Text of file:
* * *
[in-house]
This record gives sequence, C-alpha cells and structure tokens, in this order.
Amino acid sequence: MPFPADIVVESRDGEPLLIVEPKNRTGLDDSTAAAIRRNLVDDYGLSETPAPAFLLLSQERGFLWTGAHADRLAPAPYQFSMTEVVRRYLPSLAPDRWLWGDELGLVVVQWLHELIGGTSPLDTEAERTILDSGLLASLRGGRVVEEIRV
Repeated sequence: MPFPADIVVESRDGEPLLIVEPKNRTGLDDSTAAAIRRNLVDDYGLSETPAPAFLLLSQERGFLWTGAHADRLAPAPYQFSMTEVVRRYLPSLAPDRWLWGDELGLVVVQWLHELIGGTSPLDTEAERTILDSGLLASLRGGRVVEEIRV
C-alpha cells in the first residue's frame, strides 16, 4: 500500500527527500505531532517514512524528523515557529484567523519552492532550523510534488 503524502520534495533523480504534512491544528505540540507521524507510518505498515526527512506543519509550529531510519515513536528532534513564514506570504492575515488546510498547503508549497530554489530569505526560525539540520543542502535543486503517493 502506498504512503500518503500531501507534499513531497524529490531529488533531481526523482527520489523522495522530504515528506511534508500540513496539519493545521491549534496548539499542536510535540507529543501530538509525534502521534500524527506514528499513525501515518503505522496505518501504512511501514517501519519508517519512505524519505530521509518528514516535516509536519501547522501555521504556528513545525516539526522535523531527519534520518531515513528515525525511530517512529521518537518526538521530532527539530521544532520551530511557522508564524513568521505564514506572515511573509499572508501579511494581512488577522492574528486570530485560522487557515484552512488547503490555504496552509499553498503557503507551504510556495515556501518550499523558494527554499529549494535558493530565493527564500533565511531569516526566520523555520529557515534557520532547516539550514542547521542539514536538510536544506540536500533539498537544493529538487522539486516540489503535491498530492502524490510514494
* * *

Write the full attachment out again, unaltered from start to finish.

[in-house]
This record gives sequence, C-alpha cells and structure tokens, in this order.
Amino acid sequence: MPFPADIVVESRDGEPLLIVEPKNRTGLDDSTAAAIRRNLVDDYGLSETPAPAFLLLSQERGFLWTGAHADRLAPAPYQFSMTEVVRRYLPSLAPDRWLWGDELGLVVVQWLHELIGGTSPLDTEAERTILDSGLLASLRGGRVVEEIRV
Repeated sequence: MPFPADIVVESRDGEPLLIVEPKNRTGLDDSTAAAIRRNLVDDYGLSETPAPAFLLLSQERGFLWTGAHADRLAPAPYQFSMTEVVRRYLPSLAPDRWLWGDELGLVVVQWLHELIGGTSPLDTEAERTILDSGLLASLRGGRVVEEIRV
C-alpha cells in the first residue's frame, strides 16, 4: 500500500527527500505531532517514512524528523515557529484567523519552492532550523510534488 503524502520534495533523480504534512491544528505540540507521524507510518505498515526527512506543519509550529531510519515513536528532534513564514506570504492575515488546510498547503508549497530554489530569505526560525539540520543542502535543486503517493 502506498504512503500518503500531501507534499513531497524529490531529488533531481526523482527520489523522495522530504515528506511534508500540513496539519493545521491549534496548539499542536510535540507529543501530538509525534502521534500524527506514528499513525501515518503505522496505518501504512511501514517501519519508517519512505524519505530521509518528514516535516509536519501547522501555521504556528513545525516539526522535523531527519534520518531515513528515525525511530517512529521518537518526538521530532527539530521544532520551530511557522508564524513568521505564514506572515511573509499572508501579511494581512488577522492574528486570530485560522487557515484552512488547503490555504496552509499553498503557503507551504510556495515556501518550499523558494527554499529549494535558493530565493527564500533565511531569516526566520523555520529557515534557520532547516539550514542547521542539514536538510536544506540536500533539498537544493529538487522539486516540489503535491498530492502524490510514494